Zambian Government backs down on making HIV testing mandatory
Government appears to have backed down on its decision to introduce mandatory testing for HIV in Zambia.
Health Minister Chitalu Chilufya clarified that what Government will be implementing is routine testing for HIV as part of diagnostic screening to be initiated by the health care provider.
Dr Chilufya said the key is that in all HIV testing, full consent of the patient will have to be obtained.
He said patients will still have the option to opt out if they do not want to be tested for HIV in line with global standards and medical ethics.
The Health Minister was speaking when he featured on a live ZNBC Sunday Interview television programme. Dr Chilufya’s clarification is a major shift from the policy pronouncement made by President Edgar Lungu last week.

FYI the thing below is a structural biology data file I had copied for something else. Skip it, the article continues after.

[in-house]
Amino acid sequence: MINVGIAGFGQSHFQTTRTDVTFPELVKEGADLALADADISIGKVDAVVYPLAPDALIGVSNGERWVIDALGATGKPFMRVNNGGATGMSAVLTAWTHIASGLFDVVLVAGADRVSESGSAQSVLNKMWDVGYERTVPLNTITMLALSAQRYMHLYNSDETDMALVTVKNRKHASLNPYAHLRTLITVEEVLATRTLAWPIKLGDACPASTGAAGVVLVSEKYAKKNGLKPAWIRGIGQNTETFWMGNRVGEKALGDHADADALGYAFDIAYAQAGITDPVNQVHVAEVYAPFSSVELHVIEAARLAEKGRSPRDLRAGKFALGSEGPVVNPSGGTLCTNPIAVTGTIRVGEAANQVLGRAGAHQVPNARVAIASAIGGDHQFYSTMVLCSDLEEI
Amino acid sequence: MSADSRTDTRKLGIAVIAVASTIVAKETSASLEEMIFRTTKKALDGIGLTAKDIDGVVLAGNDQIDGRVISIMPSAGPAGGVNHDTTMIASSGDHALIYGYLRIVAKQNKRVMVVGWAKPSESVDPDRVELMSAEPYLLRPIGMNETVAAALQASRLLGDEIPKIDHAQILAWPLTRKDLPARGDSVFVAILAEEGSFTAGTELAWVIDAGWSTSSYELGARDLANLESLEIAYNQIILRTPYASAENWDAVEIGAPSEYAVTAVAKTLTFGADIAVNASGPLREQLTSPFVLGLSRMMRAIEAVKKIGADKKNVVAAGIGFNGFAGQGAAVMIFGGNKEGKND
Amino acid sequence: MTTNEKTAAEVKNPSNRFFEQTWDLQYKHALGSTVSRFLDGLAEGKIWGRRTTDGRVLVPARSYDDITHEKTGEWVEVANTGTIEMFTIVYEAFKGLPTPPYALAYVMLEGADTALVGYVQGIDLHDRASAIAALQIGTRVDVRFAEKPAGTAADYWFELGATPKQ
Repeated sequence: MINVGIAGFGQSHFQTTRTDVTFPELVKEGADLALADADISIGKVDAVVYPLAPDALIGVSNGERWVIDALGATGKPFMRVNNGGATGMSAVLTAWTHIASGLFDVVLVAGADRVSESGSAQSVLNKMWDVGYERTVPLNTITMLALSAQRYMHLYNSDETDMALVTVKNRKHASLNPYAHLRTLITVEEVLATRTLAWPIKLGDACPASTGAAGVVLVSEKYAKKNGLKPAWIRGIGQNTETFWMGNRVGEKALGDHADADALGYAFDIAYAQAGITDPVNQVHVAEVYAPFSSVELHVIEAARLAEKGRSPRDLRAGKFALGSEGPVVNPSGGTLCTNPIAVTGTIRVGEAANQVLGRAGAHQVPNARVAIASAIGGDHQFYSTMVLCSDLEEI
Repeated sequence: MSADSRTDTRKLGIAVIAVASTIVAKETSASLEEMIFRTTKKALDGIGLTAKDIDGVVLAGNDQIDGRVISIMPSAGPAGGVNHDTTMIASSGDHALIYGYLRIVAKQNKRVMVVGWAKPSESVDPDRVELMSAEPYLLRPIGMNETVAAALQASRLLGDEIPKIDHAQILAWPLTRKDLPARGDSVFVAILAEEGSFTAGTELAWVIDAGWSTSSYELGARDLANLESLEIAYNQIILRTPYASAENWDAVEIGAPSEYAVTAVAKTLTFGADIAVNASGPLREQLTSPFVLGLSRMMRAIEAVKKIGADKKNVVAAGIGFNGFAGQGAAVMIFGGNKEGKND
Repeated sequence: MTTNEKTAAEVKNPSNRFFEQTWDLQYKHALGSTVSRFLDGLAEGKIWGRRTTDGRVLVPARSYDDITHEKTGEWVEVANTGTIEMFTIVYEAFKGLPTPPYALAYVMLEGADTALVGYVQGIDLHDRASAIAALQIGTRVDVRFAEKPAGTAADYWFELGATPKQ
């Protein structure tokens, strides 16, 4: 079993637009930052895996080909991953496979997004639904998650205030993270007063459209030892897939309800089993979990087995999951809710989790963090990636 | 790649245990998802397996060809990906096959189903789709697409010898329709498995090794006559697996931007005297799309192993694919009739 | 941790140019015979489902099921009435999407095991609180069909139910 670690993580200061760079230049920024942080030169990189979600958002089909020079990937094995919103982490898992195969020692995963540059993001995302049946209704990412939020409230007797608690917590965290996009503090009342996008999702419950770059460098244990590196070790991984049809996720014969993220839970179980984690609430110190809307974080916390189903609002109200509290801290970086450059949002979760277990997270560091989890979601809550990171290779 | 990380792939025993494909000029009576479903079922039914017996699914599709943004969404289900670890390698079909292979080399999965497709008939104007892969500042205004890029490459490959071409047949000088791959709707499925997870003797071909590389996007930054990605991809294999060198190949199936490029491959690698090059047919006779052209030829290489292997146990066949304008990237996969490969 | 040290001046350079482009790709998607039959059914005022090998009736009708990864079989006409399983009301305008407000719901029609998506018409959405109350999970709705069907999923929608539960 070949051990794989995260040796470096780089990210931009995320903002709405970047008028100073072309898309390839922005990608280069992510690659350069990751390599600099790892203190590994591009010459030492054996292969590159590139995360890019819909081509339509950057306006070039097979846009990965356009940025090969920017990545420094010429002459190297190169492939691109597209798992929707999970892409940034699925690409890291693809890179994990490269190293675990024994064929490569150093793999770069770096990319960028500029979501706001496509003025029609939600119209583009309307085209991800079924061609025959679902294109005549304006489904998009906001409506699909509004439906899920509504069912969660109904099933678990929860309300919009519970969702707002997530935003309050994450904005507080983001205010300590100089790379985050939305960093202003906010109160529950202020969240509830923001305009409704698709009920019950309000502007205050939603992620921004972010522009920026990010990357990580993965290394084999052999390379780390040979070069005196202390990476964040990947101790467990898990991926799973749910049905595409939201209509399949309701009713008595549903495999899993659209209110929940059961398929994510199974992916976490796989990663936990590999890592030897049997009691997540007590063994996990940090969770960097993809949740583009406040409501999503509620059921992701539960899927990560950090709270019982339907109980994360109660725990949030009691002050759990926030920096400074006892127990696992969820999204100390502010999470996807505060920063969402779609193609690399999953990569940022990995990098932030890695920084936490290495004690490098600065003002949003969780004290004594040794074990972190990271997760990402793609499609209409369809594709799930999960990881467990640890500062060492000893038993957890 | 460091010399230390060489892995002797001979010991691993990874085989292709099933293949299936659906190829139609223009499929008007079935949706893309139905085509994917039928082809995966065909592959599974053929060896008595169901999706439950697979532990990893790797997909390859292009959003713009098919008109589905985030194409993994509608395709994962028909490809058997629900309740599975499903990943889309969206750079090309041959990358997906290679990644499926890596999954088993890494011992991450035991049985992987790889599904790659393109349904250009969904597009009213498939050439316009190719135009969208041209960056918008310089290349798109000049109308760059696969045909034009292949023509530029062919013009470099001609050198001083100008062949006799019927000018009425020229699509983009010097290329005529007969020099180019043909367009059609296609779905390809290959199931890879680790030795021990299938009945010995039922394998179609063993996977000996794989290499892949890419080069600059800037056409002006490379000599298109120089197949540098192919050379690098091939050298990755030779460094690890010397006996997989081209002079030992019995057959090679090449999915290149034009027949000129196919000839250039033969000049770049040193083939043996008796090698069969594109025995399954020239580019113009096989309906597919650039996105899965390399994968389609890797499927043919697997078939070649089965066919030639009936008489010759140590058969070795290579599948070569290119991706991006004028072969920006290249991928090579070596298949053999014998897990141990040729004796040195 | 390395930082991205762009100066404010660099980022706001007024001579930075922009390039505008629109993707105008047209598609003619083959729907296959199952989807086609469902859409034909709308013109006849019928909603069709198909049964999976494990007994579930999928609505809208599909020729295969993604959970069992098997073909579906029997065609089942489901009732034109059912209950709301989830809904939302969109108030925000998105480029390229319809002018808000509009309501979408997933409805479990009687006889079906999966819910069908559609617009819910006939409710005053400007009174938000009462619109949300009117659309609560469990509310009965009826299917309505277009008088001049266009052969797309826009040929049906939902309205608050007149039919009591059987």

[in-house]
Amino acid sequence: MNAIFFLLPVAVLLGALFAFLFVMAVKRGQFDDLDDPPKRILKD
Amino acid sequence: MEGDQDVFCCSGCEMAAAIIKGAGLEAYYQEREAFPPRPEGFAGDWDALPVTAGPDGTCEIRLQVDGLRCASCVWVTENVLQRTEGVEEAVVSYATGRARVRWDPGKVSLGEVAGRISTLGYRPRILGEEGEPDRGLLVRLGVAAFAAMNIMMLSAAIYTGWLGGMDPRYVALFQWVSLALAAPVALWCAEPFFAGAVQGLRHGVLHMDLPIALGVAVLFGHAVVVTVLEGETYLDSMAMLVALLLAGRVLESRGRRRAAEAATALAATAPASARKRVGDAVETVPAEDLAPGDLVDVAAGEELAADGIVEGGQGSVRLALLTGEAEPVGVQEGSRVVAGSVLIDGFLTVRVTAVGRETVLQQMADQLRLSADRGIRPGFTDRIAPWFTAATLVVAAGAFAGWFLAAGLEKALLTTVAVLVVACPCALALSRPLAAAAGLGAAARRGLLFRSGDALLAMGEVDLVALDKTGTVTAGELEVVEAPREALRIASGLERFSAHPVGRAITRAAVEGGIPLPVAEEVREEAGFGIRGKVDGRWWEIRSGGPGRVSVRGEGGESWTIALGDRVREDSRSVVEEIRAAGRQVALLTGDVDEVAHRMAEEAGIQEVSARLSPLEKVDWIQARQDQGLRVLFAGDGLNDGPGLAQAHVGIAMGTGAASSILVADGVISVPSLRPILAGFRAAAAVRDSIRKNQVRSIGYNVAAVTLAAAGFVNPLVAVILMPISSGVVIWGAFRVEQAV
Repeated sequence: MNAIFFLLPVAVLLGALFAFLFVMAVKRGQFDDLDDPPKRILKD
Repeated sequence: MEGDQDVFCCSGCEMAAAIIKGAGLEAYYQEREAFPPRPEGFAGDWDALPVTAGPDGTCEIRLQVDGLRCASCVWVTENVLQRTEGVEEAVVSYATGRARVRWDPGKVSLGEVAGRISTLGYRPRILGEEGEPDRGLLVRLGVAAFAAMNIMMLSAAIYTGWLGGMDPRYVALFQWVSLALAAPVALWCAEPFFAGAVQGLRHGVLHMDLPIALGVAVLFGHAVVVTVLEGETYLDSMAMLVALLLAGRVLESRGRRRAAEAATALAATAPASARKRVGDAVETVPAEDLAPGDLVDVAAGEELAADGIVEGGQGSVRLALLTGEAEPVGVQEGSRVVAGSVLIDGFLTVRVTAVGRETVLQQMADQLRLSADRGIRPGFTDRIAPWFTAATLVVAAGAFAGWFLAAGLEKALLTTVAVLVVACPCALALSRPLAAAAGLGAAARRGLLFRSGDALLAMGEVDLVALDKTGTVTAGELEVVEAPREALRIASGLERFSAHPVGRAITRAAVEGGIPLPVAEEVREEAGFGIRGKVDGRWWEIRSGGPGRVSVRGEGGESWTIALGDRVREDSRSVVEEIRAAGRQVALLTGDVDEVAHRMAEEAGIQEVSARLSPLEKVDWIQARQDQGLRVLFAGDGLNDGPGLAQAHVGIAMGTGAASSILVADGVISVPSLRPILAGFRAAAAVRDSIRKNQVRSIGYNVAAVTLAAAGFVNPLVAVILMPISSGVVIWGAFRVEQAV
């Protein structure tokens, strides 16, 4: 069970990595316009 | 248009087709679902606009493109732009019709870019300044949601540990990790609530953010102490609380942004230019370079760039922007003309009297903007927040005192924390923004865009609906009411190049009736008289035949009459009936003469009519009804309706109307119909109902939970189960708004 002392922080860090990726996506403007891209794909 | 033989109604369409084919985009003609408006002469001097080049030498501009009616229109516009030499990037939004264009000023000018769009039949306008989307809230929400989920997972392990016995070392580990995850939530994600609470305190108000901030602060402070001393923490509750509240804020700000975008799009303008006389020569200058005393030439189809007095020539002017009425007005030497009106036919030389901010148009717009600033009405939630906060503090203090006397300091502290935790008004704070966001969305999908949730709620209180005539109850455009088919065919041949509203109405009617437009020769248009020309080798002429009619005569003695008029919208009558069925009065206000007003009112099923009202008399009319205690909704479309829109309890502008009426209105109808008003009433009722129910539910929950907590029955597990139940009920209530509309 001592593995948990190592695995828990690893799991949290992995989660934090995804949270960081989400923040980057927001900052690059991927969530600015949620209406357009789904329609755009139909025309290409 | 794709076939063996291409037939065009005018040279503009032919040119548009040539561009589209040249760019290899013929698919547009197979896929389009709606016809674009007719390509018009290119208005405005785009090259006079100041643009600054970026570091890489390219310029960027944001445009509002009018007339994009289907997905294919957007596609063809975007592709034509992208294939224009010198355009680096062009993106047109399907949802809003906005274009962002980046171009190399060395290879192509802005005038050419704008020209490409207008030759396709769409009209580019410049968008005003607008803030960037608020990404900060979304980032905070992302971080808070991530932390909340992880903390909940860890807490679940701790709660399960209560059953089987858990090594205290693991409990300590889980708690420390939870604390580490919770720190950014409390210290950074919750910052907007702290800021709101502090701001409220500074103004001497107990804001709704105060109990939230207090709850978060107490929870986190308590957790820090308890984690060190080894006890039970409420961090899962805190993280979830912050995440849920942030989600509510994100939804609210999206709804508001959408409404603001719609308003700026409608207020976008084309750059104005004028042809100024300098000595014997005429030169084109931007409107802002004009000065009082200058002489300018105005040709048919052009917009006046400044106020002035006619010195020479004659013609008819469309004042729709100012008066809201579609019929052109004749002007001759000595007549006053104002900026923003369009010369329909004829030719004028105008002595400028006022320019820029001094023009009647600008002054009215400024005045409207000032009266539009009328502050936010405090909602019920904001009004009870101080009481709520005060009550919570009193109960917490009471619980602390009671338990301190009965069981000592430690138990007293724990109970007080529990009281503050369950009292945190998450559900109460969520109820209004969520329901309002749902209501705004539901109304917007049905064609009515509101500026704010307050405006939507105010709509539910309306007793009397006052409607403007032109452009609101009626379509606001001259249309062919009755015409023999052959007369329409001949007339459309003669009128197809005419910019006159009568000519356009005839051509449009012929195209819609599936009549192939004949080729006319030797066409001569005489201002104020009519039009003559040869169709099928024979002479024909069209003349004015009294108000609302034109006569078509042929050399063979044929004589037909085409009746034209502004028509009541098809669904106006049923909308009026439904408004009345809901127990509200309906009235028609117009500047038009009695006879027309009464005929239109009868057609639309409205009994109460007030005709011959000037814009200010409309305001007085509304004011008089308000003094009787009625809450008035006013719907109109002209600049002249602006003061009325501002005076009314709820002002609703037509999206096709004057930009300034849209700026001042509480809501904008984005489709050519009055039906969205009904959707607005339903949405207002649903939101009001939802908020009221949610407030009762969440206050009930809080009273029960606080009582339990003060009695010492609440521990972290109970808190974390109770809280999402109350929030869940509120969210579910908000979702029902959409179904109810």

President Lungu declared that Zambia has now introduced mandatory testing for HIV and stated that the policy decision is not open for debate.
But Dr Chilufya explained that no one will be forced to test for HIV but that health care providers will encourage those that will present symptoms to test for HIV.
“Before any blood is drawn from your body, consent will be obtained and the tests or any kind of diagnosis explained to the patient. It is not like there will be police officers who will be arresting those people that will opt out but it is important to encourage everyone to know their HIV status,” Dr Chilufya stated.
He stressed that there has not been any change in Government’s position on HIV testing saying the same approach will continue.
“What has ignited the debate is just the issue of semantics here. What we are saying is that when you come to the health facility, the health care provider will off course counsel you and based on the symptoms, you will be advised to undergo an HIV test as a routine. So, it is not mandatory because as Government, we are alive to the issue of human rights, ethics and global standards,” he said.